18 year-old electrical engineering student wows with levitating light
18 year-old engineering student Chris Rieger has spent the last 6 months building his LevLight system, where an LED light module floats in mid-air while wirelessly receiving its power from a coil hidden inside a wooden box
The inclusion of a floating lamp, bed or just about any appropriately-sized household object in a room is almost certain to be received with open-mouthed wonder and demand closer inspection from the curious minds of young and old alike. Add the wireless transfer of power into the mix and you're guaranteed to have a winner. Such is the case with 18 year-old Chris Rieger's LevLight. It's not exactly huge, doesn't break any new ground in a technical sense and is more functional than flashy. Nevertheless, the floating LED is quite the visual feast.
The Electrical Engineering student from the University of Queensland Australia embarked on the six month build project after being inspired by a Jeff Lieberman sculpture called light bulb from 2007. This work not only magically suspends an incandescent light bulb in the space between solid upper and lower blocks, but also provides it with wire-free power.
Rieger describes the creation of the levitation mechanism for LevLight as the simple part of the project. He modified a Hall Effect Levitator circuit designed by Eirik Taylor to include 300 meters (984 feet) of 20awg wire for the electromagnetic drive coil and a 3-pin, 1.325mV/g linear hall effect sensor from RS components to provide feedback on the position of the wirelessly suspended light. LevLight uses a low power LED positioned on the bottom of a permanent magnet surrounded by a wireless power transfer circuit (a simple LC circuit).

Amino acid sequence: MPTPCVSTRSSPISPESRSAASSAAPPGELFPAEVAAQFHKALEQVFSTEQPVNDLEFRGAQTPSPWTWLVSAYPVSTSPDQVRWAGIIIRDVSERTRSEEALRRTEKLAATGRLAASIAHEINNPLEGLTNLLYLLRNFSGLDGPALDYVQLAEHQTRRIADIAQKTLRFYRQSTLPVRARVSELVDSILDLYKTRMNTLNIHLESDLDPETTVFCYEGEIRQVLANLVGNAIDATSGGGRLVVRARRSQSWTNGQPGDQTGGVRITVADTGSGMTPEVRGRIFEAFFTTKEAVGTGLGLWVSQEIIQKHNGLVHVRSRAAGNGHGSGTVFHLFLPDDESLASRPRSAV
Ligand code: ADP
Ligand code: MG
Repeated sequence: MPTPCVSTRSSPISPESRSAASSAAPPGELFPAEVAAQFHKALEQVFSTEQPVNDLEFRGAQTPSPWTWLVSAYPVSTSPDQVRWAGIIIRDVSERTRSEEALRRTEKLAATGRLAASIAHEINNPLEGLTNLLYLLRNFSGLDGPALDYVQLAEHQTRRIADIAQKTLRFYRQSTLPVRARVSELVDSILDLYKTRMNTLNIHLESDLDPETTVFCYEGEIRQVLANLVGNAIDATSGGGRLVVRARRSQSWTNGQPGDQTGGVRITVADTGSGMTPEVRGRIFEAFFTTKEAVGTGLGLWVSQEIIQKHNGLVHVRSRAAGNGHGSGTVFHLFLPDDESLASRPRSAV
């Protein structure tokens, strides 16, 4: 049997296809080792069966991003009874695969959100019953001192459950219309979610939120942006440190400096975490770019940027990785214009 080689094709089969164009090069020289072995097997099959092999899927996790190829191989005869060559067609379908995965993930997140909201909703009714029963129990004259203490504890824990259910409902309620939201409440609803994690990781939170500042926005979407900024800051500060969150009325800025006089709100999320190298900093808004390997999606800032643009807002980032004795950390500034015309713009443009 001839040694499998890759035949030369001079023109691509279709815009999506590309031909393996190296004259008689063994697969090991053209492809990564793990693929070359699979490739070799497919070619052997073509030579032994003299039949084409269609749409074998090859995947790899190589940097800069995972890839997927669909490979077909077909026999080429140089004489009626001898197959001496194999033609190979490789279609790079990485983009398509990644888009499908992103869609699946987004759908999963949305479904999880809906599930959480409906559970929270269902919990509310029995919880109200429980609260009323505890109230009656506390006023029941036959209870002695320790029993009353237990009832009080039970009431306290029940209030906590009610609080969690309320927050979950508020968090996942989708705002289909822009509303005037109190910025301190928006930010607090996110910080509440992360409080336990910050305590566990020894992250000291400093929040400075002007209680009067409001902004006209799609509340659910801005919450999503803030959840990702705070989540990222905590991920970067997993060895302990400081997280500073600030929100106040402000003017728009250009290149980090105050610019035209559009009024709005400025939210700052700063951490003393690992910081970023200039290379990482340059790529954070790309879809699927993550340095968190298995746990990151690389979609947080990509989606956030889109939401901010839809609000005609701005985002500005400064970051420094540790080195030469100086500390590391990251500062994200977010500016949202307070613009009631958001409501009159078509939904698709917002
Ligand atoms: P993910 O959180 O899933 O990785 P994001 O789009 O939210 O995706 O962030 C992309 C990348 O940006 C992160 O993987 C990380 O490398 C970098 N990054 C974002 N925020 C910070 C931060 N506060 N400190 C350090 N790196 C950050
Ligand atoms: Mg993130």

Not so easy for our intrepid circuit magician was the wireless power transfer mechanism. Of course, we've covered many examples of this kind of technology here at Gizmag over the years and were I asked to choose one, it wouldn't be one of the many mobile device or electric vehicle charging developments but rather the potentially life-enhancing FREE-D system developed by researchers from the University of Washington and the University of Pittsburgh Medical Center.
Rieger's version takes the shape of another circuit modification (this time from the 4HV electronics and science enthusiast site). The setup consists of a single wire ring connected to the power source (a hacked benchtop unit made from an old 350W power supply unit and banana plug ports) and pulling 0.5A at 12V. Send and receive coils were then tuned to matched frequencies.
The drive coil and wireless mechanism are hidden from view inside a wooden enclosure raised on two cardboard box columns and, with the power switched on, the LED light floats in the space underneath. Rieger says that when the power to the levitating system is turned off (or in the event of a power failure) the LED light unit jumps up to attach itself to the base of the wooden box rather than falling to the ground.